According to a further aspect of the invention, the appearance models are derived from said image volumes.
According to a further aspect of the invention, the appearance models are derived from tracking said contour along said object.
According to a further aspect of the invention, the method further comprises adaptively updating said shape models and said appearance models while tracking said contour along said object.
According to a further aspect of the invention, the learning/classification algorithm is based on Bayesian classifier, on boosting, or on a support vector machine.
According to a further aspect of the invention, the method further comprises searching for a counterpart of a shape of said object among said shape models and appearance models using a matching algorithm that uses shape and appearance features learned during training of said learning/classification algorithm.
According to a further aspect of the invention, the method further comprises providing a digitized volumetric image comprising a plurality of intensities corresponding to an N % N % N domain of points in a 3-dimensional space, initializing said contour about an object in a a low-resolution version of said image, tracking said contour along said object in said reduced resolution image to obtain a contour surface about said object, and re-tracking said contour surface along said object in said N % N % N image to correct errors in said contour surface in said reduced resolution image.
According to a further aspect of the invention, the contour is an open curve in a 2-dimensional plane, a closed curve in a 2-dimensional plane, an open curve in 3-dimensions, a closed curve in 3-dimensions, or a 3-dimensional surface.
According to another aspect of the invention, there is provided a program storage device readable by a computer, tangibly embodying a program of instructions executable by the computer to perform the method steps for three-dimensional contour tracking.
Exemplary embodiments of the invention as described herein generally include systems and methods for matching and detecting object shapes or anatomical structures in test images from the joint use of appearances and shapes derived from a training image set. The appearance is used for localization of the object/structure in the test image, and a matching process is employed to find similar cases from the positive training data set, and to provide the shape/structural details for the detected/localized candidate. The detection, localization, and matching can be done in a hierarchical manner to achieve more accurate results. The matching process can use the features learned during the detection process to save computation time and to improve matching performance.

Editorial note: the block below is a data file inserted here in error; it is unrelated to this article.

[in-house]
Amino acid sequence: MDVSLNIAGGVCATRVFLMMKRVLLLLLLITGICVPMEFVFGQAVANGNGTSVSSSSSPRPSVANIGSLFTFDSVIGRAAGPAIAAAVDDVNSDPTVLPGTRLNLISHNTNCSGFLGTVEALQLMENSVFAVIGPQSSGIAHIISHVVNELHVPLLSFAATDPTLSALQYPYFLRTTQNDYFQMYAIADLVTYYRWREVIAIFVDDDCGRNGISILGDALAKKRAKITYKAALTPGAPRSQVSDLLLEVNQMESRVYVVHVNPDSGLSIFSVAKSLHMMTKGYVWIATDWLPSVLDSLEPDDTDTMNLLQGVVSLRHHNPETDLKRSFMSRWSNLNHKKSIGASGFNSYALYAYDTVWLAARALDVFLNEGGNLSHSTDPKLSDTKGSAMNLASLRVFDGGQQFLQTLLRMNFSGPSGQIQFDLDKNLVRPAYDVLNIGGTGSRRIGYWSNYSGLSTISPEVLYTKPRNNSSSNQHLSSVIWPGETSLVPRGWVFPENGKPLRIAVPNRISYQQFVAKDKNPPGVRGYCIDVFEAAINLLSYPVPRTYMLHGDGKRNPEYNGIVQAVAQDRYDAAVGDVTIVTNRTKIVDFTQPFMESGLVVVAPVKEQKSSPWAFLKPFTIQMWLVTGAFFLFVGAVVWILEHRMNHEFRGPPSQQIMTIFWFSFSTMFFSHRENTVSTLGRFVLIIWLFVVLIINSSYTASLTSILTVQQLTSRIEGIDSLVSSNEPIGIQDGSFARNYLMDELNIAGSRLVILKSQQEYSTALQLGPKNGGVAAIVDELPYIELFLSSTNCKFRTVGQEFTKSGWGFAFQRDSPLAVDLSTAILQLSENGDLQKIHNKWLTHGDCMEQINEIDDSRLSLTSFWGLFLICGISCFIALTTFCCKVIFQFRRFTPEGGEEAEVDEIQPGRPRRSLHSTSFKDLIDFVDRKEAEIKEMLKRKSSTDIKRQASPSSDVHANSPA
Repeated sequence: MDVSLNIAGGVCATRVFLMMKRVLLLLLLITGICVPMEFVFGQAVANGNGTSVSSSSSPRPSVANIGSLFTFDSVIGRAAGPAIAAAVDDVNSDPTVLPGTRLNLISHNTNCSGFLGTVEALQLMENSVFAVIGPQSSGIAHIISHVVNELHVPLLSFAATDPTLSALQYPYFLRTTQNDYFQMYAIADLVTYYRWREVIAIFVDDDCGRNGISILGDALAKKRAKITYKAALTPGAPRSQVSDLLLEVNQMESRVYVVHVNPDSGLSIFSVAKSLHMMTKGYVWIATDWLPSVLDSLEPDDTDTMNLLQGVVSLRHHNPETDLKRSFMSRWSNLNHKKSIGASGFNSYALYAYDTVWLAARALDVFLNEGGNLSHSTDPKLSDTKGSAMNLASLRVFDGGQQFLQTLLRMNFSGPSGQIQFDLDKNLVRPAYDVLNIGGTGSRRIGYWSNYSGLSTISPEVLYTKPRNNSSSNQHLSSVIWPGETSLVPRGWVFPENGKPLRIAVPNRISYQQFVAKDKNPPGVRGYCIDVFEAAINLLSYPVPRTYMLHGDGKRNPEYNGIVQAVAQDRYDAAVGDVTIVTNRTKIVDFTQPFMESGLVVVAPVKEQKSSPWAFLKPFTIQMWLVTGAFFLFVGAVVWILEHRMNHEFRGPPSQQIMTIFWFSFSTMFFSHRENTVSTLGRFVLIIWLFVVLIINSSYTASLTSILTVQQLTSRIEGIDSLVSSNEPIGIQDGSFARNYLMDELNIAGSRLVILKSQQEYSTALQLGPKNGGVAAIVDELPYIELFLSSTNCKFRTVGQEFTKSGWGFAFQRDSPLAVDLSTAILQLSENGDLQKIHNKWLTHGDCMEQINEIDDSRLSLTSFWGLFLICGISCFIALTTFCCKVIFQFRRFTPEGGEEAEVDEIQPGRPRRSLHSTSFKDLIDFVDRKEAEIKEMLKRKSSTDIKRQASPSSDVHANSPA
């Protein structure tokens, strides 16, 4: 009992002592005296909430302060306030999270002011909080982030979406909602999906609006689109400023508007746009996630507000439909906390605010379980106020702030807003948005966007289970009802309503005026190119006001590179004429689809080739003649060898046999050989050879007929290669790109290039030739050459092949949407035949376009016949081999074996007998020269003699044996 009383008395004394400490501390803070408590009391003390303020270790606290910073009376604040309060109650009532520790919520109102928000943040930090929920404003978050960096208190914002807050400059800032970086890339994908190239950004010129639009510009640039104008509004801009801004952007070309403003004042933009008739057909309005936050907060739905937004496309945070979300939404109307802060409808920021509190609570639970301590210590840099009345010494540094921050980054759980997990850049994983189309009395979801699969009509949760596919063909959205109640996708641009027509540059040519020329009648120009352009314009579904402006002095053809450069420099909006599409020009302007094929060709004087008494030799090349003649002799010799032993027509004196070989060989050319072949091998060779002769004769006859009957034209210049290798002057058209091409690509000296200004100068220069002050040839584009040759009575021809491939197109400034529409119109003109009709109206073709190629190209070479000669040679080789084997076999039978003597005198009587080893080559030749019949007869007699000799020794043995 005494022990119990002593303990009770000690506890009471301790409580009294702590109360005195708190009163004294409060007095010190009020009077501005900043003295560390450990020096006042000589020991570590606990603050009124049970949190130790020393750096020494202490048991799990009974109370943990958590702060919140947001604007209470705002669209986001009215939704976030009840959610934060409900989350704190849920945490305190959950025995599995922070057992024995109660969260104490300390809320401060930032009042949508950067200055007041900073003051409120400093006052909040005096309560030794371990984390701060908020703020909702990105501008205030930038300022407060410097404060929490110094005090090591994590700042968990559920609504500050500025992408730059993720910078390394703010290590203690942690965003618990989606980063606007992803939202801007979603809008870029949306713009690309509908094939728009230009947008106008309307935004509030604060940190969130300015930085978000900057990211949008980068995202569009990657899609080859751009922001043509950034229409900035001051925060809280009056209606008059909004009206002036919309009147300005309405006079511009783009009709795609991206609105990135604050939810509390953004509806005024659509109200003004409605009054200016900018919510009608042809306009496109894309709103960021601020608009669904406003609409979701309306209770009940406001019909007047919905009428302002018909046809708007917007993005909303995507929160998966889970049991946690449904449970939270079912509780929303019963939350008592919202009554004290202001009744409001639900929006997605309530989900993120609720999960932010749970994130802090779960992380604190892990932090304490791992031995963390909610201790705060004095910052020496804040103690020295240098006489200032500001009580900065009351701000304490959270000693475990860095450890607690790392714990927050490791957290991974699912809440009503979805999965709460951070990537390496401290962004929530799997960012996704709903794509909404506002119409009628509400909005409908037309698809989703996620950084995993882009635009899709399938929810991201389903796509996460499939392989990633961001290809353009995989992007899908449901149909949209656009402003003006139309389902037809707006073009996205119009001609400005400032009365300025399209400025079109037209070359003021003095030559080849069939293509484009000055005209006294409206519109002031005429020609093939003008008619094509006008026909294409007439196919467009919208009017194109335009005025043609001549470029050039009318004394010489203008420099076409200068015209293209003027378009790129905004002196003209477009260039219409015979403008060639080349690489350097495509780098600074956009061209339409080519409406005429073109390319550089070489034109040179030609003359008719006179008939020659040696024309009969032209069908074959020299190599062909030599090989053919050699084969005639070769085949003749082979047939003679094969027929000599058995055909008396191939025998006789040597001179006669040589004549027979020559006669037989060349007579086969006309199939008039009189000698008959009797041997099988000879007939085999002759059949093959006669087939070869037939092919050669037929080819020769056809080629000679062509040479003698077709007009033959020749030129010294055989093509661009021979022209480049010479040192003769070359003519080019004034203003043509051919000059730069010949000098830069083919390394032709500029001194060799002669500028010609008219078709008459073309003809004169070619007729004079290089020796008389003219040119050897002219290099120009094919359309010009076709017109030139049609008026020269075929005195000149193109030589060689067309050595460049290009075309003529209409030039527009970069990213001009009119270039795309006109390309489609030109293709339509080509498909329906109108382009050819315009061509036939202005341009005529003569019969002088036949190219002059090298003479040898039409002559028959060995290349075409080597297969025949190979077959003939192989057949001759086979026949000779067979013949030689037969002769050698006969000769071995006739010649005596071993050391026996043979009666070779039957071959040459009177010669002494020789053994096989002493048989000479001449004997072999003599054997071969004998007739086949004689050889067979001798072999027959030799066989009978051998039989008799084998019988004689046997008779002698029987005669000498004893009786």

As used herein, the term “image” refers to multi-dimensional data composed of discrete image elements (e.g., pixels for 2-D images and voxels for 3-D images). The image may be, for example, a medical image of a subject collected by computed tomography, magnetic resonance imaging, ultrasound, or any other medical imaging system known to one of skill in the art. The image may also be provided from non-medical contexts, such as, for example, remote sensing systems, electron microscopy, etc. Although an image can be thought of as a function from R3 to R, the methods of the inventions are not limited to such images, and can be applied to images of any dimension, e.g. a 2-D picture or a 3-D volume. For a 2- or 3-dimensional image, the domain of the image is typically a 2- or 3-dimensional rectangular array, wherein each pixel or voxel can be addressed with reference to a set of 2 or 3 mutually orthogonal axes. The terms “digital” and “digitized” as used herein will refer to images or volumes, as appropriate, in a digital or digitized format acquired via a digital acquisition system or via conversion from an analog image.
According to an embodiment of the invention, a general framework for object or anatomical structure detection and shape recovery includes three stages: an off-line training stage, an on-line detection stage, and an on-line shape matching stage. These stages are illustrated for a 2-D image in